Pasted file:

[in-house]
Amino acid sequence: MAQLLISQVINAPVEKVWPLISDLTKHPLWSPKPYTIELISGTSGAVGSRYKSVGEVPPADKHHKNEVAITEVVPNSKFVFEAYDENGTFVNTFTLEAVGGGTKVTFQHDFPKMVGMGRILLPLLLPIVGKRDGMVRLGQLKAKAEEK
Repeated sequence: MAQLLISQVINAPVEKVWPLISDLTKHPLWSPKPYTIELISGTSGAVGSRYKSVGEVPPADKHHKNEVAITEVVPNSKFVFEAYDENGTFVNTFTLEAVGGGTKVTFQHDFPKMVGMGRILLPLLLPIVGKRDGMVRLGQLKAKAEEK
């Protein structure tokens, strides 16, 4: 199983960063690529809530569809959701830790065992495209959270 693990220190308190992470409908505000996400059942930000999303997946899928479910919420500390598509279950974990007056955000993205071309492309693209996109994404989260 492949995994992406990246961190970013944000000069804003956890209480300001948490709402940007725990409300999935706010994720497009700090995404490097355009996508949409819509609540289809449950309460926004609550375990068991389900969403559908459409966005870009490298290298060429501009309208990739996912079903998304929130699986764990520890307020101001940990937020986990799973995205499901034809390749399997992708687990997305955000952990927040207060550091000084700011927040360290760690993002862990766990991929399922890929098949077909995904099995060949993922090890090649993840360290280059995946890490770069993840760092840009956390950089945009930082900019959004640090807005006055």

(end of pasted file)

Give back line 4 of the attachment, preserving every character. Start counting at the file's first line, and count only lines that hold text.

């Protein structure tokens, strides 16, 4: 199983960063690529809530569809959701830790065992495209959270 693990220190308190992470409908505000996400059942930000999303997946899928479910919420500390598509279950974990007056955000993205071309492309693209996109994404989260 492949995994992406990246961190970013944000000069804003956890209480300001948490709402940007725990409300999935706010994720497009700090995404490097355009996508949409819509609540289809449950309460926004609550375990068991389900969403559908459409966005870009490298290298060429501009309208990739996912079903998304929130699986764990520890307020101001940990937020986990799973995205499901034809390749399997992708687990997305955000952990927040207060550091000084700011927040360290760690993002862990766990991929399922890929098949077909995904099995060949993922090890090649993840360290280059995946890490770069993840760092840009956390950089945009930082900019959004640090807005006055």